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Re: Back to Basics vs. Hands-On Instruction

-----Original Message-----
From: Ze'ev Wurman
Sent: Saturday, February 21, 2004 12:43 AM
Subject: Re: Back to Basics vs. Hands-On Instruction

In other words, the issue is NOT "hands-on" activities but
rather student engagement and interaction, a.k.a. "active
learning", which California not only does not limit, but
actively encourages. Furthermore, with all of Hake's
interminable list of references, I saw nothing yet which
argues that fully 100% of hands-on is necessary, or that 25%
of hands-on is insufficient.

In any case, I suggest Messrs. Hake et al. stop flooding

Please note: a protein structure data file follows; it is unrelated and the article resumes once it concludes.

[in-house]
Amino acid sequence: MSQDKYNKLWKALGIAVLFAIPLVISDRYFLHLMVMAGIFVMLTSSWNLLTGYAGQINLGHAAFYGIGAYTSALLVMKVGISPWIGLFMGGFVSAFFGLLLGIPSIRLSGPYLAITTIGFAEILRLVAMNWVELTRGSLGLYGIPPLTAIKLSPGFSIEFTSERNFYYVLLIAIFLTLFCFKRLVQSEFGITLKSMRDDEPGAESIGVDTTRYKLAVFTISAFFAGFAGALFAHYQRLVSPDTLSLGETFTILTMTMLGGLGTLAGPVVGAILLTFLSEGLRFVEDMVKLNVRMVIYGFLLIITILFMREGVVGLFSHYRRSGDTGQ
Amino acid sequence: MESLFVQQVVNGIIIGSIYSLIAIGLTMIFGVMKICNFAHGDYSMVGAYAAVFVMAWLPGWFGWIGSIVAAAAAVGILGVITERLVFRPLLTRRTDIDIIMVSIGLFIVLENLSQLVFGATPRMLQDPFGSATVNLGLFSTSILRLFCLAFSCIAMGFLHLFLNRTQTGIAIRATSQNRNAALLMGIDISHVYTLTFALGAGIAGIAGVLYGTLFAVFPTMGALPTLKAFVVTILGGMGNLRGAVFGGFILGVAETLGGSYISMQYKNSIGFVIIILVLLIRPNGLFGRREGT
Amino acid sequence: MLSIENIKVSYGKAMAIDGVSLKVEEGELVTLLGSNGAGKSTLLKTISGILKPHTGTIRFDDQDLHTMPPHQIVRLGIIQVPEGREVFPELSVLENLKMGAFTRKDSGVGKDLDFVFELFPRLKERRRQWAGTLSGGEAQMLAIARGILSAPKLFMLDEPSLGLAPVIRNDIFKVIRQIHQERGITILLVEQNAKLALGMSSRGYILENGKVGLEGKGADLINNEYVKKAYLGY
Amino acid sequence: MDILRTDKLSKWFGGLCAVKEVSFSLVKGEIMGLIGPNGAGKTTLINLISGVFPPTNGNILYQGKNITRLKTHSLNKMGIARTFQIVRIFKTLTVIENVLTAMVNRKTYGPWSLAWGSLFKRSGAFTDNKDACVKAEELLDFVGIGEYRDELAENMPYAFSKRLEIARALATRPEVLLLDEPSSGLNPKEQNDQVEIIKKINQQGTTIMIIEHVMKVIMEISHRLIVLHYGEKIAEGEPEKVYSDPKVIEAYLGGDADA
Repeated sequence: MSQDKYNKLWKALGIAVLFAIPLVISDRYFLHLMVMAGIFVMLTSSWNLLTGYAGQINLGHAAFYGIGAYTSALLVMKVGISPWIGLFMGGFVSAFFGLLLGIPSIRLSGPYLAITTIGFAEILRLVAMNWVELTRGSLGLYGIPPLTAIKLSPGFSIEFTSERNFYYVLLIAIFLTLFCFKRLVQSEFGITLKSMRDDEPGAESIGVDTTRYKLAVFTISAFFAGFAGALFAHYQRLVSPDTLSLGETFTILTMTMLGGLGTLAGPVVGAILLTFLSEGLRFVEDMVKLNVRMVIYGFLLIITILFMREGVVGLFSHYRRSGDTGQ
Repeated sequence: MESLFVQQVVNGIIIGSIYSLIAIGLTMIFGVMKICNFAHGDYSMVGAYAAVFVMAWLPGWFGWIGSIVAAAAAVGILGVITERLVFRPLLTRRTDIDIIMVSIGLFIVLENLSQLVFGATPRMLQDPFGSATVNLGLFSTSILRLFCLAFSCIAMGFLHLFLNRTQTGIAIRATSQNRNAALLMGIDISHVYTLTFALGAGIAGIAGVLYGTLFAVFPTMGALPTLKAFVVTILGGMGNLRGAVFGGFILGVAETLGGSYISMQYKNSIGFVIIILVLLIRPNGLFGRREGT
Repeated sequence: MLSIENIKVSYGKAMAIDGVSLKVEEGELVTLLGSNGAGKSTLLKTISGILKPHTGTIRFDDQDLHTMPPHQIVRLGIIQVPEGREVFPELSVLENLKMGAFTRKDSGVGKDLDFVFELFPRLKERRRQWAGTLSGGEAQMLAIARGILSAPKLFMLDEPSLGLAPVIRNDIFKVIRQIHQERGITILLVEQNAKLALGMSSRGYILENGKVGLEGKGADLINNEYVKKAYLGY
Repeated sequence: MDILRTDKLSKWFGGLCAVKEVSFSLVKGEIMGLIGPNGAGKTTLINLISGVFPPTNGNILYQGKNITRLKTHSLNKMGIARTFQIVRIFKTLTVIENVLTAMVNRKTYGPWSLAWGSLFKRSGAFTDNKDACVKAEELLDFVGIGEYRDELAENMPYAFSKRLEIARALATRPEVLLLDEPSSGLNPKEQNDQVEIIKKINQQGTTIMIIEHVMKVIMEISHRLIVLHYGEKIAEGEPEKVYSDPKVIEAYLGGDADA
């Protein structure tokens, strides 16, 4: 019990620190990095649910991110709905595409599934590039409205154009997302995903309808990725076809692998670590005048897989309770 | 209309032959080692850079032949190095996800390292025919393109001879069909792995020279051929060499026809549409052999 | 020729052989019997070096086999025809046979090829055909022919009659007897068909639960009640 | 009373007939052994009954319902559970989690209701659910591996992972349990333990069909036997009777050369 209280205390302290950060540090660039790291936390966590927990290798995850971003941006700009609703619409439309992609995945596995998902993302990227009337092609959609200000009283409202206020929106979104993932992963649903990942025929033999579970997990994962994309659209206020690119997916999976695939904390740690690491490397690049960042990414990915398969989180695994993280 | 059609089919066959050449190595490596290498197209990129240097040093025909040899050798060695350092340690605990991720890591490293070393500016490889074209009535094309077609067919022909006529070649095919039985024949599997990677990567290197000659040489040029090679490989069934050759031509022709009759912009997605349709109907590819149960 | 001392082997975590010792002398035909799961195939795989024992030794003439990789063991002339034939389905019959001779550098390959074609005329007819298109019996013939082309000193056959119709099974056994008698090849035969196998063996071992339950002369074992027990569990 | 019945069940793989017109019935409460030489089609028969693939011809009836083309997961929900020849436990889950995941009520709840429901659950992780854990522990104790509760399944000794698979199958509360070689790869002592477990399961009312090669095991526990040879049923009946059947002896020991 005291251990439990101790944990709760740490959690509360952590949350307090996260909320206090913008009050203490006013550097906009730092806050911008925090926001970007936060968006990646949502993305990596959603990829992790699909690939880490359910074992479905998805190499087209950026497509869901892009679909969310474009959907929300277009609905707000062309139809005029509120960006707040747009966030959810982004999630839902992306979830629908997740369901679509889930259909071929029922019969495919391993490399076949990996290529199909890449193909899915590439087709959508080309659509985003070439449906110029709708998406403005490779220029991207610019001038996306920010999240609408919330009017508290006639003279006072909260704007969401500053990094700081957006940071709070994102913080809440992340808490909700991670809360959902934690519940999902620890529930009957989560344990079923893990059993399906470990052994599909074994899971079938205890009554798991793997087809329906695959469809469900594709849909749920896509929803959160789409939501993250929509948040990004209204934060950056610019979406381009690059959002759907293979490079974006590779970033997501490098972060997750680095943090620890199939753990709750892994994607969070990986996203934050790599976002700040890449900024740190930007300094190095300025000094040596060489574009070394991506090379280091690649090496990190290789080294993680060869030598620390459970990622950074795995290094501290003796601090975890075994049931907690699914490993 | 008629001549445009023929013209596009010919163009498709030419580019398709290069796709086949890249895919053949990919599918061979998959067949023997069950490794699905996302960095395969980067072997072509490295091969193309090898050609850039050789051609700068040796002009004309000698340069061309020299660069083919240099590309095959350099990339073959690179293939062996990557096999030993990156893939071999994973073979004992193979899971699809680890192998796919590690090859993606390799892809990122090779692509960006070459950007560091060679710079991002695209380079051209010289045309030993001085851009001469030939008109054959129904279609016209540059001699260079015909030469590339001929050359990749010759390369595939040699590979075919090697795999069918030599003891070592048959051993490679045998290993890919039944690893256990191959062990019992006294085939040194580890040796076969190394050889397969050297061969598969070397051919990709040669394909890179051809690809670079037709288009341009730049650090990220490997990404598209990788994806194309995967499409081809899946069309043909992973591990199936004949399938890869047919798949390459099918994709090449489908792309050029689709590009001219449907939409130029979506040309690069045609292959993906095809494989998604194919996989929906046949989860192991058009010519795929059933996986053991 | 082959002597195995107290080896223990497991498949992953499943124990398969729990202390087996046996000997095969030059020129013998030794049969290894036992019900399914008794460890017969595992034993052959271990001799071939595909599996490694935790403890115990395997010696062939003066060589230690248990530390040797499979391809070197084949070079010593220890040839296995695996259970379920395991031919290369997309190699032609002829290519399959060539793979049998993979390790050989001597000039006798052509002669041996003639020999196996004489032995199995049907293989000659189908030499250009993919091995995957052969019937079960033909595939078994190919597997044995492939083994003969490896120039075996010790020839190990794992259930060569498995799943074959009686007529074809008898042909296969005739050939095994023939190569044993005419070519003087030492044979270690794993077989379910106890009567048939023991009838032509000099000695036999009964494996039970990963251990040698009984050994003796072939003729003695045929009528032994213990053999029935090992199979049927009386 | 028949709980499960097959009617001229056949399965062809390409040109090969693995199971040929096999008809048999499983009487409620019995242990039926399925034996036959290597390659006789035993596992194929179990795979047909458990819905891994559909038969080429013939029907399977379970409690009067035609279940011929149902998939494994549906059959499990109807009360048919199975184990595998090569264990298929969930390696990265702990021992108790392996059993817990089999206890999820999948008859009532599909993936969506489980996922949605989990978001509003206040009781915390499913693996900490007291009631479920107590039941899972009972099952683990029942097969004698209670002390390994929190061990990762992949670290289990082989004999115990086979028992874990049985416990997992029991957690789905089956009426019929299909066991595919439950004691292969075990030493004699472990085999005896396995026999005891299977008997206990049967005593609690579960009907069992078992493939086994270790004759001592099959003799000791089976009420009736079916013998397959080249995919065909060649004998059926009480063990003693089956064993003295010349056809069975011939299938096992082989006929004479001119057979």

everyone with political missives misrepresenting the
California situation and re-read their own words.

If California actually encourages "active learning" as you claim, then why
do the California draft Criteria for Instructional Materials effectively
preclude California's teachers from purchasing any NSF-funded K-8 materials
or any other inquiry based instructional materials? Instead, the draft
Criteria will only allow narrowly focused textbooks customized for the
California Criteria.

Items 2,4,5,7 in category 1

And why did the previous Criteria eliminate all inquiry based instructional
materials from being adopted if the framers of this document wanted teachers
the option of purchasing/using the best available "active learning"
materials? <>

Larry Woolf
General Atomics
San Diego, CA 92121